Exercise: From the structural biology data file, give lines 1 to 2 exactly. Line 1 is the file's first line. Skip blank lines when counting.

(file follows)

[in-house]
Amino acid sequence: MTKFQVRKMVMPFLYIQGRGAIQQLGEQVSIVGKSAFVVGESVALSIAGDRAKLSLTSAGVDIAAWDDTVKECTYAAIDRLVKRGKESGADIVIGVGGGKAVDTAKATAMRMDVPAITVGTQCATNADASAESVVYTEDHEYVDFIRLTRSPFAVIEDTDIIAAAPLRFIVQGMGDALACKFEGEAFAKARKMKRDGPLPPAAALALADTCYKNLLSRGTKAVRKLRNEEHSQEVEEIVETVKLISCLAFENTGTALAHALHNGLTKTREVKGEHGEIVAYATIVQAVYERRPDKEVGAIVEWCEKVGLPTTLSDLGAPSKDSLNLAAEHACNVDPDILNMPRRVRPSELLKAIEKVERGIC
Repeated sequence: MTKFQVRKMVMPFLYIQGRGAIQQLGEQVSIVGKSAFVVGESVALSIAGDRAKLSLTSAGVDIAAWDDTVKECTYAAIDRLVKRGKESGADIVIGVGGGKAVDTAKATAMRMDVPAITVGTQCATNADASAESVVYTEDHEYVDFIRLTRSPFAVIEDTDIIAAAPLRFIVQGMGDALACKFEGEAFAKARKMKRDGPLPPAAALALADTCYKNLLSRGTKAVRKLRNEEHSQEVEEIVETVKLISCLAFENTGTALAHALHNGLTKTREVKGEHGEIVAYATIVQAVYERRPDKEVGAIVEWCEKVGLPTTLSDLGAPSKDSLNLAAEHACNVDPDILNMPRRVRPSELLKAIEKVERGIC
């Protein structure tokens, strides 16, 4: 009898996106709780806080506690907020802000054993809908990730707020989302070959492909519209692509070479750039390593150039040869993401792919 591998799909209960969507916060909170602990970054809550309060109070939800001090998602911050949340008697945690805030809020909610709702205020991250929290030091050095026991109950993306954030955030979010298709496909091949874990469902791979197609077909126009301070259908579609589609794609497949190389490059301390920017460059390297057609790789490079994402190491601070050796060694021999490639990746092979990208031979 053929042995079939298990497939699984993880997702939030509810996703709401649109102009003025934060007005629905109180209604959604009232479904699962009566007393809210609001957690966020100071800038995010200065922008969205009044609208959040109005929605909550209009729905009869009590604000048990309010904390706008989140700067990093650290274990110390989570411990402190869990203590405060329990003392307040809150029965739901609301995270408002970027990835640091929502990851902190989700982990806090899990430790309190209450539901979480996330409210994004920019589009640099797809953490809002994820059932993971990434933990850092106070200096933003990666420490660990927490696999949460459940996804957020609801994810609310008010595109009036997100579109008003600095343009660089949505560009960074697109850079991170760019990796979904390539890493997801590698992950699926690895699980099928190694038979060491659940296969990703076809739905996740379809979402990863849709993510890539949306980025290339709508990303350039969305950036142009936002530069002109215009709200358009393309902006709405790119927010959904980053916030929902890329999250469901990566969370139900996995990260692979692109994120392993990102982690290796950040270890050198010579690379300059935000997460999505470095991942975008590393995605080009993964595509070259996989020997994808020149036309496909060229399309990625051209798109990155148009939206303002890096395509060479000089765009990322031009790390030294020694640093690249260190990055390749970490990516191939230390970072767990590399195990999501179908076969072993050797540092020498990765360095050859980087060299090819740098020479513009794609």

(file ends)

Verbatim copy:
[in-house]
Amino acid sequence: MTKFQVRKMVMPFLYIQGRGAIQQLGEQVSIVGKSAFVVGESVALSIAGDRAKLSLTSAGVDIAAWDDTVKECTYAAIDRLVKRGKESGADIVIGVGGGKAVDTAKATAMRMDVPAITVGTQCATNADASAESVVYTEDHEYVDFIRLTRSPFAVIEDTDIIAAAPLRFIVQGMGDALACKFEGEAFAKARKMKRDGPLPPAAALALADTCYKNLLSRGTKAVRKLRNEEHSQEVEEIVETVKLISCLAFENTGTALAHALHNGLTKTREVKGEHGEIVAYATIVQAVYERRPDKEVGAIVEWCEKVGLPTTLSDLGAPSKDSLNLAAEHACNVDPDILNMPRRVRPSELLKAIEKVERGIC